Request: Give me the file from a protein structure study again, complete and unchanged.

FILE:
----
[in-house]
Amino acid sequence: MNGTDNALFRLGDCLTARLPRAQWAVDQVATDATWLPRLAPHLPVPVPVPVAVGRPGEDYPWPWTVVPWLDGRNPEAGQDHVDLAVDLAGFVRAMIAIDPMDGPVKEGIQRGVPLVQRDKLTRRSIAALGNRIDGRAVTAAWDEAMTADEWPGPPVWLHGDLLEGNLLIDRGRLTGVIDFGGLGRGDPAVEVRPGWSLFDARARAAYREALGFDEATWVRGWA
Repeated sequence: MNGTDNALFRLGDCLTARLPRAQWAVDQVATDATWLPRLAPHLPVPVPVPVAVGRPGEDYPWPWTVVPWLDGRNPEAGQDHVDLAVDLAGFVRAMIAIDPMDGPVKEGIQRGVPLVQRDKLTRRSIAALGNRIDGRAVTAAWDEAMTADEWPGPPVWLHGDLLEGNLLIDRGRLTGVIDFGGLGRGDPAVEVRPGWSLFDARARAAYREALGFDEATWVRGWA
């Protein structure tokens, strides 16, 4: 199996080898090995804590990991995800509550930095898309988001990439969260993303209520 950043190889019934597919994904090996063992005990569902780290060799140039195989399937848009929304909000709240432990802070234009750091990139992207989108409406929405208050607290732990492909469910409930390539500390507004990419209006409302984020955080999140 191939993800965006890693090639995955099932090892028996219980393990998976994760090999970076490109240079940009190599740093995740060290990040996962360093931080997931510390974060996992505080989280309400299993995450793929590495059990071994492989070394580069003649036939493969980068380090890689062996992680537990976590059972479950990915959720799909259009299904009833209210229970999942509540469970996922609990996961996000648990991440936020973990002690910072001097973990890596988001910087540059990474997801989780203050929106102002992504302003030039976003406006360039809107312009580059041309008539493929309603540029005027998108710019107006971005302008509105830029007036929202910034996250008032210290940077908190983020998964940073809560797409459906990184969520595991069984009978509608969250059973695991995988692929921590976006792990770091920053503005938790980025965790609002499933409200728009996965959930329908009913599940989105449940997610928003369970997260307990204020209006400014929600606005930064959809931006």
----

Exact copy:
[in-house]
Amino acid sequence: MNGTDNALFRLGDCLTARLPRAQWAVDQVATDATWLPRLAPHLPVPVPVPVAVGRPGEDYPWPWTVVPWLDGRNPEAGQDHVDLAVDLAGFVRAMIAIDPMDGPVKEGIQRGVPLVQRDKLTRRSIAALGNRIDGRAVTAAWDEAMTADEWPGPPVWLHGDLLEGNLLIDRGRLTGVIDFGGLGRGDPAVEVRPGWSLFDARARAAYREALGFDEATWVRGWA
Repeated sequence: MNGTDNALFRLGDCLTARLPRAQWAVDQVATDATWLPRLAPHLPVPVPVPVAVGRPGEDYPWPWTVVPWLDGRNPEAGQDHVDLAVDLAGFVRAMIAIDPMDGPVKEGIQRGVPLVQRDKLTRRSIAALGNRIDGRAVTAAWDEAMTADEWPGPPVWLHGDLLEGNLLIDRGRLTGVIDFGGLGRGDPAVEVRPGWSLFDARARAAYREALGFDEATWVRGWA
């Protein structure tokens, strides 16, 4: 199996080898090995804590990991995800509550930095898309988001990439969260993303209520 950043190889019934597919994904090996063992005990569902780290060799140039195989399937848009929304909000709240432990802070234009750091990139992207989108409406929405208050607290732990492909469910409930390539500390507004990419209006409302984020955080999140 191939993800965006890693090639995955099932090892028996219980393990998976994760090999970076490109240079940009190599740093995740060290990040996962360093931080997931510390974060996992505080989280309400299993995450793929590495059990071994492989070394580069003649036939493969980068380090890689062996992680537990976590059972479950990915959720799909259009299904009833209210229970999942509540469970996922609990996961996000648990991440936020973990002690910072001097973990890596988001910087540059990474997801989780203050929106102002992504302003030039976003406006360039809107312009580059041309008539493929309603540029005027998108710019107006971005302008509105830029007036929202910034996250008032210290940077908190983020998964940073809560797409459906990184969520595991069984009978509608969250059973695991995988692929921590976006792990770091920053503005938790980025965790609002499933409200728009996965959930329908009913599940989105449940997610928003369970997260307990204020209006400014929600606005930064959809931006």